The tour along the Back Drive reveals clusters of creamy May blossom; two varieties of iris; this year’s honesty; white libertia, red and yellow wallflowers; sculptural euphorbia; differently hued heucheras; roses rambling and bushed; daisy-like erigeron; geraniums, including Johnson’s blue; wispy bronze fennel; deep red valerian; and no doubt much that I have missed.

After lunch we transported the two large orange bags of clippings to the Dump, now known as the Efford Recycling Centre. Making up for having left empty-handed last time, we came back with two tables and a mirror for the garden. As we turned into Christchurch Road a dog on a lead was taking its own dump on the corner of the verge. While its back legs still frantically tossed up various items of herbaceous vegetation, the desperate creature was dragged away by its owner. I observed that even the dog had more idea about cleanliness than she did. My comment was made inside the car, as Jackie, who hadn’t seen the event, drove us away.

Later, while the Head Gardener continued tidying, weeding, and planting, I gave the buddleia in the Palm Bed such a severe trim as to refill one of the orange bags with the cuttings.

There was plenty left over from yesterday’s Indian takeaway for us to have second helpings this evening. I finished the Fleurie. Jackie had consumed her Hoegaarden on the patio earlier.

Perseverance Rewarded


Until 2.30 p.m. when Jackie drove us to Brockenhurst to collect our friend Sheila who is staying with us for a few days, she continued sterling maintenance in the garden while Aaron and Robin continued with the fencing.


The erigeron outside the French windows featured as part of yesterday’s kitchen door shot. Here is a close-up of some of them.

Walking down the back drive to open the gate for our two marvellous garden maintenance men, I admired, on the bordering beds,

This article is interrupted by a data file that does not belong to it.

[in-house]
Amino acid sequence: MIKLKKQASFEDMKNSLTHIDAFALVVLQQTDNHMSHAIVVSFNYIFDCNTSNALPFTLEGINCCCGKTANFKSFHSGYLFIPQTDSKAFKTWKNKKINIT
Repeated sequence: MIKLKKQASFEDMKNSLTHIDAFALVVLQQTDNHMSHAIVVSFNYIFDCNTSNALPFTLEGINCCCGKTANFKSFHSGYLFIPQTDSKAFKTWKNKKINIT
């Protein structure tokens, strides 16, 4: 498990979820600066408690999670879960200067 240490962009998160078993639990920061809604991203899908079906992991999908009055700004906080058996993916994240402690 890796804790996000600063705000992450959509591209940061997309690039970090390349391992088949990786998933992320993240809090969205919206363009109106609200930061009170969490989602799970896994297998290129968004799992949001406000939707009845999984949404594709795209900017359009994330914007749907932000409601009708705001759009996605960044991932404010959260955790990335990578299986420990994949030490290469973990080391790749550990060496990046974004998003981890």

Wallflowers and valerian

wallflowers and valerian;

Rose Félicité Perpetué

and rose Féliticé Perpetué, now draping the dead stumps.

Rose garden 1

Rose garden 3

The heucheras in the Rose Garden provide stiff competition for the roses themselves.

Rose garden 4

Here, the geranium palmatums lead us in,

Aquilegias, Schoolgirl and Golden Showers

and aquilegias front Schoolgirl and Golden Showers.

Rose Ballerina and honeysuckle

 Ballerina dances with honeysuckle alongside the entrance arch.

Rose Hot Chocolate

The rose Hot Chocolate in the front garden is, however, just ahead of that in the back.

Rose pink climber

Rose deep pink climber

Festooning the front trellis are two different depths of pink roses.

View from Crytomeria Bed

Here is a view across the Cryptomeria Bed to Elizabeth’s Bed.

Rose peach bush

The peach coloured rose photographed yesterday is further open today.

Hoverfly on For Your Eyes Only

The smallest hoverfly I have ever seen landed on For Your Eyes Only.

Bee on stick

I have striven for a long time to capture a bee in flight. Today my perseverance was rewarded.

This evening we all dined on Jackie’s lemon chicken, mashed potatoes, peas, and carrots. Jackie drank Hoegaarden, I drank more of the Fleurie, and Sheila drank water.